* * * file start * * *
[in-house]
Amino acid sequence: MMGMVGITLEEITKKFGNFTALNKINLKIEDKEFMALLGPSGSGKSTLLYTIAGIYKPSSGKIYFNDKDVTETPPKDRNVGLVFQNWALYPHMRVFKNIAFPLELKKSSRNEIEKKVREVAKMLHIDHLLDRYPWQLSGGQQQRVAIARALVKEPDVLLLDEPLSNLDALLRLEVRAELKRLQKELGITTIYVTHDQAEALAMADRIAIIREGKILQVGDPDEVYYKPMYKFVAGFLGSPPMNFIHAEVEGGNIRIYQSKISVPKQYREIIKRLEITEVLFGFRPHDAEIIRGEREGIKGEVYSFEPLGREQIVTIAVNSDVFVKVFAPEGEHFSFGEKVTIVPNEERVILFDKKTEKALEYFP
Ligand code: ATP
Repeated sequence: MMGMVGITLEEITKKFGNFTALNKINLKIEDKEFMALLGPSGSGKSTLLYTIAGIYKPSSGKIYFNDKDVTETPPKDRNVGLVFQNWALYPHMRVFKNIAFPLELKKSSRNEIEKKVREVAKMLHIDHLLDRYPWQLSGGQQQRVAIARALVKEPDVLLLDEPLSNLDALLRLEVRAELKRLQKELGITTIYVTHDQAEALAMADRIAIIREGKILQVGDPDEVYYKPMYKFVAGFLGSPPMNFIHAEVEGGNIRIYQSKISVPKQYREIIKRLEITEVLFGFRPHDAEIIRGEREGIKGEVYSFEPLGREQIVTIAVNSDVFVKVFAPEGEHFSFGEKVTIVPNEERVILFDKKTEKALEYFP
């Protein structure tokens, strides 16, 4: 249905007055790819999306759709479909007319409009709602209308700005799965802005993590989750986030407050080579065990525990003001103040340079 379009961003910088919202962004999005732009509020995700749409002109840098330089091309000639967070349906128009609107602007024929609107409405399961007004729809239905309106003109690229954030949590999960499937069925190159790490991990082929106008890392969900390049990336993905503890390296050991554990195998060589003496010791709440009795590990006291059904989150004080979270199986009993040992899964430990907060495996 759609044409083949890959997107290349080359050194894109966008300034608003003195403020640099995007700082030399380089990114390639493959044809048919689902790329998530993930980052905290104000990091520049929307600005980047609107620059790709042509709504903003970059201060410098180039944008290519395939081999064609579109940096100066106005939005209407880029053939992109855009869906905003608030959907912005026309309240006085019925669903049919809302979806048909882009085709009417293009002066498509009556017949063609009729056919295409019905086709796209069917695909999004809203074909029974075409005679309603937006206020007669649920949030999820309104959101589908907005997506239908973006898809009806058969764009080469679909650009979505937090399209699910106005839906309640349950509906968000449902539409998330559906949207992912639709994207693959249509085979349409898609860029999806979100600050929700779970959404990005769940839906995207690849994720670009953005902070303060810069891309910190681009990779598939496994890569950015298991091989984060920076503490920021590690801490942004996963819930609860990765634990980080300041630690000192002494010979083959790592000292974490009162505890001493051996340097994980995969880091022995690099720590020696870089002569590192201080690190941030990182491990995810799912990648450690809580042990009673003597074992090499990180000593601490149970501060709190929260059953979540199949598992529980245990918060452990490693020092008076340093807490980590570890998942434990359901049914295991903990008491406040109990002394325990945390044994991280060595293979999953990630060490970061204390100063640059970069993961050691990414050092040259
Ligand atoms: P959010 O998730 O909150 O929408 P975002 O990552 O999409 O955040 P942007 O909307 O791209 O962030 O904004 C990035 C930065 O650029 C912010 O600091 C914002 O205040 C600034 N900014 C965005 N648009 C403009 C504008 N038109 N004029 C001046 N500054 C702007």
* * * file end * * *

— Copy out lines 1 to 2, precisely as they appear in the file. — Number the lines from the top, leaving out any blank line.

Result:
[in-house]
Amino acid sequence: MMGMVGITLEEITKKFGNFTALNKINLKIEDKEFMALLGPSGSGKSTLLYTIAGIYKPSSGKIYFNDKDVTETPPKDRNVGLVFQNWALYPHMRVFKNIAFPLELKKSSRNEIEKKVREVAKMLHIDHLLDRYPWQLSGGQQQRVAIARALVKEPDVLLLDEPLSNLDALLRLEVRAELKRLQKELGITTIYVTHDQAEALAMADRIAIIREGKILQVGDPDEVYYKPMYKFVAGFLGSPPMNFIHAEVEGGNIRIYQSKISVPKQYREIIKRLEITEVLFGFRPHDAEIIRGEREGIKGEVYSFEPLGREQIVTIAVNSDVFVKVFAPEGEHFSFGEKVTIVPNEERVILFDKKTEKALEYFP